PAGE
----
There are many costs associated with living with a lifelong condition, including time, lifestyle, and mental health impacts.
There are many costs associated with living with a lifelong condition. The financial impact may be the most obvious, but it extends far beyond the financial. There is a time, lifestyle, and mental health cost to managing and treating a chronic condition like psoriasis.
Managing and treating psoriasis comes with a time cost. This includes time missed from school or work to attend appointments and the time it takes to get to those appointments. Some people have to travel long distances to access the care they need due to a lack of specialist clinics in their region.
Undergoing the treatments and performing necessary management activities also requires commitment. Applying creams, lotions, and ointments can be a very time-consuming and unpleasant activity, sometimes applied by caregivers depending on the person’s age or the location of their psoriasis.
For people diagnosed at a young age, it can feel like psoriasis cost them their childhood: Trips to doctors and specialists, undergoing treatments, standing while a parent applies topical applications, and not being able to use the same products, eat the same foods, or wear the same clothes as their friends. It certainly isn’t the stereotypical childhood.
Psoriasis doesn’t just affect your skin and physical health — living with a visual condition also takes a toll on your mental health. It can cost you your self-confidence and diminish your sense of self-worth.
A wealth of evidence supports the connection between psoriasis and depression and anxiety. Despite the ongoing positivity movements and awareness campaigns, psoriasis remains a highly stigmatized and commonly misunderstood condition. As such, we often feel ashamed and embarrassed about the visual symptoms and conceal the markings on our skin.
A 2016 survey found that people were hesitant to go for certain jobs, pursue certain career paths, or date out of fear their psoriasis wouldn’t be well received.
I constantly receive questions about dating with psoriasis. I know how difficult it can be to disclose to someone that you have the condition, and if things don’t work out, you inevitably wonder, “Was it because of my psoriasis?” Having such a visible condition can impact your self-esteem when pursuing intimate relationships.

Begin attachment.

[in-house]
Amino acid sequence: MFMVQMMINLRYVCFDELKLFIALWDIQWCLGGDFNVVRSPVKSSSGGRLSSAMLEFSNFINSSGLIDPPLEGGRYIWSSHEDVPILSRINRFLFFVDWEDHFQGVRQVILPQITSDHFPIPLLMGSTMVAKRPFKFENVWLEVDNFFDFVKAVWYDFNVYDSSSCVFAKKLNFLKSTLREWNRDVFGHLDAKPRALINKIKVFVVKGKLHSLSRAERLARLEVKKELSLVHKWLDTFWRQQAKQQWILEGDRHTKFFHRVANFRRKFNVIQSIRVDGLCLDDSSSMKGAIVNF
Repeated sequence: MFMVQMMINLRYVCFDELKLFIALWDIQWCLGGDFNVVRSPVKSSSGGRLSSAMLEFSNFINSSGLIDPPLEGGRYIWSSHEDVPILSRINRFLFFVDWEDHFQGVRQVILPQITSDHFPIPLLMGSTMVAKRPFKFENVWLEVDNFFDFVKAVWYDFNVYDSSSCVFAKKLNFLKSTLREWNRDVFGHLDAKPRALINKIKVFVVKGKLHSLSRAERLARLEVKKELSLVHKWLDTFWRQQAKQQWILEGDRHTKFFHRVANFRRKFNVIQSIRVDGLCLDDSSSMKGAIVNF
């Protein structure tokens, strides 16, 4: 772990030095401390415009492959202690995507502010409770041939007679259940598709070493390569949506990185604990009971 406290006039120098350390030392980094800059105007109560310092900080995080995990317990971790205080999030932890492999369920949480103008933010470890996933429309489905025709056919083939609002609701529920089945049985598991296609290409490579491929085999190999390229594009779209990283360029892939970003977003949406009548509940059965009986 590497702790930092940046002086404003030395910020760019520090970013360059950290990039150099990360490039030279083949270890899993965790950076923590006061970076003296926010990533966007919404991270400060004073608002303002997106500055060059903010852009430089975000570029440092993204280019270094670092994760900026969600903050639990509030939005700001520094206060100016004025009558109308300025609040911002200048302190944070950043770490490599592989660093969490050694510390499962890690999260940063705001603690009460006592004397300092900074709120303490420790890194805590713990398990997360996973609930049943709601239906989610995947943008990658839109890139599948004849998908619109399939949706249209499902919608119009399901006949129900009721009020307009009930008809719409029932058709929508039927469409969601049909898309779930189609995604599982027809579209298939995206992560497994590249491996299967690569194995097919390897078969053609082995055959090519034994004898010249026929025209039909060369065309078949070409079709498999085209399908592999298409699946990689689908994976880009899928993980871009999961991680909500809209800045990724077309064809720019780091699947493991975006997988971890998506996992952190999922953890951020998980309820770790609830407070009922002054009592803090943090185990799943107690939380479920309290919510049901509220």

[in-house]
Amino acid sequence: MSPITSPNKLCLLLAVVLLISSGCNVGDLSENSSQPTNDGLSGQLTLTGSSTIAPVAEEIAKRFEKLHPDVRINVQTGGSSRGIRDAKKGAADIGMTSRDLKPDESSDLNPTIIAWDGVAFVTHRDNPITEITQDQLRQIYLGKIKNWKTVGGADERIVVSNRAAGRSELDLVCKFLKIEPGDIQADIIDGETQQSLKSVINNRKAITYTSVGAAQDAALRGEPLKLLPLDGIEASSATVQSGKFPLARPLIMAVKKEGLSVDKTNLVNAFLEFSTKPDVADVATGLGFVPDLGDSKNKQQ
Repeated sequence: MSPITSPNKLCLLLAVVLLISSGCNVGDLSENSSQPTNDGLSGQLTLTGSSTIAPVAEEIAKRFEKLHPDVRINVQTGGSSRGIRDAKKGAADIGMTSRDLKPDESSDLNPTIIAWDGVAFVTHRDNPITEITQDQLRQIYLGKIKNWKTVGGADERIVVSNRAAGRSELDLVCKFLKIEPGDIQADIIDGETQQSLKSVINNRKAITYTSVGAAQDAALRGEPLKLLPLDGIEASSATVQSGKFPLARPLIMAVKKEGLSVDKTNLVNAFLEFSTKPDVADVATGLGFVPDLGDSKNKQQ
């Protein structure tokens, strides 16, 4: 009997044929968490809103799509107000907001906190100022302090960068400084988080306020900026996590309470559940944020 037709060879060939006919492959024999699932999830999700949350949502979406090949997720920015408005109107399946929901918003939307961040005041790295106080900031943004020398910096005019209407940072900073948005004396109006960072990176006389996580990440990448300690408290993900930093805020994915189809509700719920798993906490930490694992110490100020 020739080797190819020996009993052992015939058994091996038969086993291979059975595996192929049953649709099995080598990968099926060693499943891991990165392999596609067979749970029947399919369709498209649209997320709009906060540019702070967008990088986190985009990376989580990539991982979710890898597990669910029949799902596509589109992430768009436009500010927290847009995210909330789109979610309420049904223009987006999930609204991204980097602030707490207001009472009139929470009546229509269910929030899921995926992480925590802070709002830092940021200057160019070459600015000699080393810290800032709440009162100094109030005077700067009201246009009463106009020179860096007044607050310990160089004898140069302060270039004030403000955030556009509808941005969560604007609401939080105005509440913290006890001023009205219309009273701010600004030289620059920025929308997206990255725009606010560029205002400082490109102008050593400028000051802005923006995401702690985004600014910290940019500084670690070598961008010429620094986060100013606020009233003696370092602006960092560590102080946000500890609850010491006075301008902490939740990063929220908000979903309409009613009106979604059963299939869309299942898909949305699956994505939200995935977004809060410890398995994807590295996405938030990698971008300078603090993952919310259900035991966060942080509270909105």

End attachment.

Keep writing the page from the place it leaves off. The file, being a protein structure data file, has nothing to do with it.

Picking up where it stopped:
Psoriasis and stress also have a complicated relationship. Stress is one of the most common triggers of psoriasis, and unfortunately, having psoriasis causes people a great deal of stress. From stressing over your appearance to stressing about the financial costs of treatment and management, it can cause a spiral. It’s a vicious cycle.
When you’re first diagnosed with a chronic condition, it’s common to mourn the life you had before and fantasize about the one you thought you would have. Those initial days, weeks, months, and even years after a diagnosis can be very tough. Your mind often focuses on the negatives, and you see the challenges and limitations more so than the possibilities. It can be difficult to wrap your head around and accept that life will not be the same. It’s something I struggled with for some time.
I didn’t want to have to change who I was or stop doing, wearing, and eating the things I loved because of my condition. Being diagnosed with a psoriatic disease doesn’t necessarily mean you have to stop doing the things you want, but it might mean you have to alter them or make compromises.
Certain forms of psoriasis, like pustular and psoriatic arthritis, can stop people from engaging in the sports and other activities they enjoyed before their diagnosis. But just because you can’t do something the way you once did doesn’t mean you have to give it up entirely. Knowing when to push your body and when to rest is crucial to balancing your lifestyle with psoriasis.
There are products, clothing, gadgets, and medications out there to make living with psoriasis easier. You can make home and car modifications like getting a swivel seat installed in your car, or investing in protective or compression gloves, heat packs, lint rollers, and reaching devices. Negotiate hours and duties with your employer or alter your workspace to accommodate your needs, like getting an ergonomic mouse for your PC or an orthopedic desk chair.
For me, it’s less about giving up and more about compromise. I know my triggers — the weather conditions, products, and foods my psoriasis doesn’t like — and for the most part, I avoid those things. But just because my psoriasis doesn’t react well to heat won’t stop me from going on holidays and eating spicy dishes. It just means being prepared, knowing what to have with me, and what to do to combat the inevitable symptoms.
Pastimes are essential to your well-being and maintaining a good quality of life. Keep them up, even if that means getting creative about how you do them.
Psoriasis doesn’t have to cost you your lifestyle — there are people and gadgets out there to help you live your best life.
Look into what services are available to you, like helplines or support groups run by national charities. Many of these services are free and easily accessible.
Seek out the psoriasis community online, either on social media or platforms like Bezzy. I find messaging fellow people with psoriasis to be very therapeutic and comforting. Just talking with someone who truly understands and sharing tips with each other helps ease the burden. Looking at content from other psoriasis warriors positively affects my mental health and boosts my self-esteem, as well. We’re not in this alone.
Medically reviewed on August 31, 2022
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